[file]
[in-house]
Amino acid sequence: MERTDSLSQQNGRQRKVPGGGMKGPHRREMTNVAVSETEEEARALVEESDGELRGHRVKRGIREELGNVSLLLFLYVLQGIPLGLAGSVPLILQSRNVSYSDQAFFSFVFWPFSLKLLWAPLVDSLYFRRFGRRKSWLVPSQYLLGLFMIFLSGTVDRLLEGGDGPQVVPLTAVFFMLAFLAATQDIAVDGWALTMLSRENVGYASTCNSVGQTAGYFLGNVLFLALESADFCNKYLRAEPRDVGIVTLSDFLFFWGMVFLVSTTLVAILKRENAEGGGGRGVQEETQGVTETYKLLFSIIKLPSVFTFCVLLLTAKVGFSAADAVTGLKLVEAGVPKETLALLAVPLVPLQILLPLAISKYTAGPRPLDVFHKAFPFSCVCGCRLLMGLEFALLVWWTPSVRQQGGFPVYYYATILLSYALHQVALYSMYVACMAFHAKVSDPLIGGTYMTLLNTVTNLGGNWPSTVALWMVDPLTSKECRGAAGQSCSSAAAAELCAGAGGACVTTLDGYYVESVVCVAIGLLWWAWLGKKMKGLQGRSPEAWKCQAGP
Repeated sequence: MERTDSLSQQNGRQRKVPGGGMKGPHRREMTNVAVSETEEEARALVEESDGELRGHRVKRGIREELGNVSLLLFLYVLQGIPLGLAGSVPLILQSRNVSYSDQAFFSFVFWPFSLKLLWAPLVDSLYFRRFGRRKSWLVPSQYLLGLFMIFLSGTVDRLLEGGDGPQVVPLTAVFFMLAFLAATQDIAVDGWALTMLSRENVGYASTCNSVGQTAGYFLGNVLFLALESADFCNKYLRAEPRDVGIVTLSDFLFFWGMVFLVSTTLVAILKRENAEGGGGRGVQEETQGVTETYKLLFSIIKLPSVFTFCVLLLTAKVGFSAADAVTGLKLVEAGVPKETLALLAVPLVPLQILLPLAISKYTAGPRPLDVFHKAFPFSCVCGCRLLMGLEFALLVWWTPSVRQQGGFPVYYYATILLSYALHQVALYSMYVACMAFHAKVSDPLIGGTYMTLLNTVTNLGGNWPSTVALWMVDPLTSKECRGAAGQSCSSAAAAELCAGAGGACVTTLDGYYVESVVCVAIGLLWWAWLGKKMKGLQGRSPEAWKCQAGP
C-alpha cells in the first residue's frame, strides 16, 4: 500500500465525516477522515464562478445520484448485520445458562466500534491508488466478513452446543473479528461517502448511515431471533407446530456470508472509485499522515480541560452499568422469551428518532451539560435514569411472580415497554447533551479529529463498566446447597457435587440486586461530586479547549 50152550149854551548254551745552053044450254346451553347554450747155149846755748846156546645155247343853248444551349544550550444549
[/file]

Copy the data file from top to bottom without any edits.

[in-house]
Amino acid sequence: MERTDSLSQQNGRQRKVPGGGMKGPHRREMTNVAVSETEEEARALVEESDGELRGHRVKRGIREELGNVSLLLFLYVLQGIPLGLAGSVPLILQSRNVSYSDQAFFSFVFWPFSLKLLWAPLVDSLYFRRFGRRKSWLVPSQYLLGLFMIFLSGTVDRLLEGGDGPQVVPLTAVFFMLAFLAATQDIAVDGWALTMLSRENVGYASTCNSVGQTAGYFLGNVLFLALESADFCNKYLRAEPRDVGIVTLSDFLFFWGMVFLVSTTLVAILKRENAEGGGGRGVQEETQGVTETYKLLFSIIKLPSVFTFCVLLLTAKVGFSAADAVTGLKLVEAGVPKETLALLAVPLVPLQILLPLAISKYTAGPRPLDVFHKAFPFSCVCGCRLLMGLEFALLVWWTPSVRQQGGFPVYYYATILLSYALHQVALYSMYVACMAFHAKVSDPLIGGTYMTLLNTVTNLGGNWPSTVALWMVDPLTSKECRGAAGQSCSSAAAAELCAGAGGACVTTLDGYYVESVVCVAIGLLWWAWLGKKMKGLQGRSPEAWKCQAGP
Repeated sequence: MERTDSLSQQNGRQRKVPGGGMKGPHRREMTNVAVSETEEEARALVEESDGELRGHRVKRGIREELGNVSLLLFLYVLQGIPLGLAGSVPLILQSRNVSYSDQAFFSFVFWPFSLKLLWAPLVDSLYFRRFGRRKSWLVPSQYLLGLFMIFLSGTVDRLLEGGDGPQVVPLTAVFFMLAFLAATQDIAVDGWALTMLSRENVGYASTCNSVGQTAGYFLGNVLFLALESADFCNKYLRAEPRDVGIVTLSDFLFFWGMVFLVSTTLVAILKRENAEGGGGRGVQEETQGVTETYKLLFSIIKLPSVFTFCVLLLTAKVGFSAADAVTGLKLVEAGVPKETLALLAVPLVPLQILLPLAISKYTAGPRPLDVFHKAFPFSCVCGCRLLMGLEFALLVWWTPSVRQQGGFPVYYYATILLSYALHQVALYSMYVACMAFHAKVSDPLIGGTYMTLLNTVTNLGGNWPSTVALWMVDPLTSKECRGAAGQSCSSAAAAELCAGAGGACVTTLDGYYVESVVCVAIGLLWWAWLGKKMKGLQGRSPEAWKCQAGP
C-alpha cells in the first residue's frame, strides 16, 4: 500500500465525516477522515464562478445520484448485520445458562466500534491508488466478513452446543473479528461517502448511515431471533407446530456470508472509485499522515480541560452499568422469551428518532451539560435514569411472580415497554447533551479529529463498566446447597457435587440486586461530586479547549 50152550149854551548254551745552053044450254346451553347554450747155149846755748846156546645155247343853248444551349544550550444549